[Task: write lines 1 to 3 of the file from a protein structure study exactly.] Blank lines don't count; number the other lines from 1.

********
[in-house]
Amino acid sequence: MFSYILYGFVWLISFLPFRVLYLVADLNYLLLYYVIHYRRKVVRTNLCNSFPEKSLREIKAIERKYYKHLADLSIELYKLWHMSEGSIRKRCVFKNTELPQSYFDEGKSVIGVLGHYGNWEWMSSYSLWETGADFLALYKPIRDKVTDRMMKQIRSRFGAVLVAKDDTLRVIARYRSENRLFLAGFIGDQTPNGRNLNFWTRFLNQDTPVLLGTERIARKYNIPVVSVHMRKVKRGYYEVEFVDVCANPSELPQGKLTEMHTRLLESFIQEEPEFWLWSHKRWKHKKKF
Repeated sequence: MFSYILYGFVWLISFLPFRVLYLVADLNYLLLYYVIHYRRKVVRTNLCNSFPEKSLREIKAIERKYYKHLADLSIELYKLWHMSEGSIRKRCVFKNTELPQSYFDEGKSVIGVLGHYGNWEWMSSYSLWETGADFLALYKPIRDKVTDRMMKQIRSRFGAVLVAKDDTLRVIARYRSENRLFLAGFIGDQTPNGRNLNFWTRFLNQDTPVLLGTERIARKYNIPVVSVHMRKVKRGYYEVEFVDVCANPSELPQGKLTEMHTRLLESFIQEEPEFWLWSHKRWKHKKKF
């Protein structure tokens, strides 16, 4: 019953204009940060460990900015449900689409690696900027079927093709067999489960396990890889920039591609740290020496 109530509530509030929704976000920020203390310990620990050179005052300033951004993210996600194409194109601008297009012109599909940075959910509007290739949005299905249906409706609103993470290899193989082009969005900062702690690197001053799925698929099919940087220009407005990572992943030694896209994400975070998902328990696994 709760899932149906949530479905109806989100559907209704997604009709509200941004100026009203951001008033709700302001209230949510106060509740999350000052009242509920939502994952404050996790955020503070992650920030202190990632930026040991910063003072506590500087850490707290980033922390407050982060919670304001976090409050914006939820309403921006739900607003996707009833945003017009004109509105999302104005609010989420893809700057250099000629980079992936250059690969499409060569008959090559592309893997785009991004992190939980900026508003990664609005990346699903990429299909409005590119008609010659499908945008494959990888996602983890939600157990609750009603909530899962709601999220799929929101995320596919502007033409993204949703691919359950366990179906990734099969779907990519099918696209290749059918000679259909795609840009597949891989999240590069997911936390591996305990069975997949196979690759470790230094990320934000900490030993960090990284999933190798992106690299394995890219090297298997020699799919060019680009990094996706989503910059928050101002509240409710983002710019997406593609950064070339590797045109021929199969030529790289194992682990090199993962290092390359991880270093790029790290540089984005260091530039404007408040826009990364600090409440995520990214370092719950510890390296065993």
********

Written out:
[in-house]
Amino acid sequence: MFSYILYGFVWLISFLPFRVLYLVADLNYLLLYYVIHYRRKVVRTNLCNSFPEKSLREIKAIERKYYKHLADLSIELYKLWHMSEGSIRKRCVFKNTELPQSYFDEGKSVIGVLGHYGNWEWMSSYSLWETGADFLALYKPIRDKVTDRMMKQIRSRFGAVLVAKDDTLRVIARYRSENRLFLAGFIGDQTPNGRNLNFWTRFLNQDTPVLLGTERIARKYNIPVVSVHMRKVKRGYYEVEFVDVCANPSELPQGKLTEMHTRLLESFIQEEPEFWLWSHKRWKHKKKF
Repeated sequence: MFSYILYGFVWLISFLPFRVLYLVADLNYLLLYYVIHYRRKVVRTNLCNSFPEKSLREIKAIERKYYKHLADLSIELYKLWHMSEGSIRKRCVFKNTELPQSYFDEGKSVIGVLGHYGNWEWMSSYSLWETGADFLALYKPIRDKVTDRMMKQIRSRFGAVLVAKDDTLRVIARYRSENRLFLAGFIGDQTPNGRNLNFWTRFLNQDTPVLLGTERIARKYNIPVVSVHMRKVKRGYYEVEFVDVCANPSELPQGKLTEMHTRLLESFIQEEPEFWLWSHKRWKHKKKF